7555 I will broaden that definition to include communities such as the gay and lesbian community and others, is that these communities should be speaking for themselves. You know, the idea isn't that CJSF -- CJSF puts a show on for these communities. That is not the idea. The idea is that people come from the communities to put a show on for themselves. In that sense we are facilitators of a community speaking to itself and speaking for itself. It is not --

7556 So the fact that our ability to serve these communities is based on our abilities to draw volunteers for those communities is pretty much the point.

7557 COMMISSIONER PENNEFATHER: That is why I asked about the volunteer program, because it seems key.

7558 MR. THYVOLD: Yes.

7559 COMMISSIONER PENNEFATHER: The training program is very complete in and of itself, except it is largely, as I read the application, succeeding at getting students as opposed to more of the ethnic community. So that is why we are asking the question.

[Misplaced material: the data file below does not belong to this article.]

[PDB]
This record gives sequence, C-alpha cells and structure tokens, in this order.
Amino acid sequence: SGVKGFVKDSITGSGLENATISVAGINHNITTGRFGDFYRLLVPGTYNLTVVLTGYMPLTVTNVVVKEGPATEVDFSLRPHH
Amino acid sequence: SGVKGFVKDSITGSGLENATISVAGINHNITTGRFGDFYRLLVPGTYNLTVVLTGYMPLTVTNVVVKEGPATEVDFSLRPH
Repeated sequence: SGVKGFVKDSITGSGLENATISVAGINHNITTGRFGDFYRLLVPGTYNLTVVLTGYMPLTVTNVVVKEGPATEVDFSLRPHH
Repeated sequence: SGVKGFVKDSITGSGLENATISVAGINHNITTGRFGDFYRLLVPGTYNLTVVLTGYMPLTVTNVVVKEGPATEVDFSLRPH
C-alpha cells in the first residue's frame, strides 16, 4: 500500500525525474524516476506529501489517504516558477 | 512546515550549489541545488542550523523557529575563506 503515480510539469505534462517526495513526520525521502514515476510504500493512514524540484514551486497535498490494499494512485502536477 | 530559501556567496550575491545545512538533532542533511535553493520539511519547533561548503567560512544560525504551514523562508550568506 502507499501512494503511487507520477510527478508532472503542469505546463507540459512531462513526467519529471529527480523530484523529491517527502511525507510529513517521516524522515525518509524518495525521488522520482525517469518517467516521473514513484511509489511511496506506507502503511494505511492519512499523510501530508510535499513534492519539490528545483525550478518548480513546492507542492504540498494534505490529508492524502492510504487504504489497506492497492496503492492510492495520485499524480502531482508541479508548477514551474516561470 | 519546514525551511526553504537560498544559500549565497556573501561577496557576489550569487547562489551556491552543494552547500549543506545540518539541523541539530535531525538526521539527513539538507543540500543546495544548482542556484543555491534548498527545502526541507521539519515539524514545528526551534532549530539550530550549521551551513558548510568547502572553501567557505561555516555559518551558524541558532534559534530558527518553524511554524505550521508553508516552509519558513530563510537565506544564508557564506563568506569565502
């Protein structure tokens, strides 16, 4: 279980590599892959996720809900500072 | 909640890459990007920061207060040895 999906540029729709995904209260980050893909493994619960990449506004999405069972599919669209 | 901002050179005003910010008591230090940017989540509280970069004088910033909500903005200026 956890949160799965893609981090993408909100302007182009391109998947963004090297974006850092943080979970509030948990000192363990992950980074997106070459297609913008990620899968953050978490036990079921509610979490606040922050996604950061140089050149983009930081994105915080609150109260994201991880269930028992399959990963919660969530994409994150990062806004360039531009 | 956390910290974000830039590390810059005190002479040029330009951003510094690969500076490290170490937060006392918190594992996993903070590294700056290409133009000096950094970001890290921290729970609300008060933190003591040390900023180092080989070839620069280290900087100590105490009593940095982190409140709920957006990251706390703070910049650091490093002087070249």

7560 MR. THYVOLD: Well, the training program itself isn't focused at students. I think that might have crept into the response to that question simply because with the limit to our signal, in a real -- our presence on the campus, because we are right there, we just have to walk out the front door and we can talk to people, is, I think, quite high, whereas because of the limit of our signal our presence in the community is not nearly as high as we would like it and because of our limited resources it is really hard to get over that obstacle of -- you know, we can't --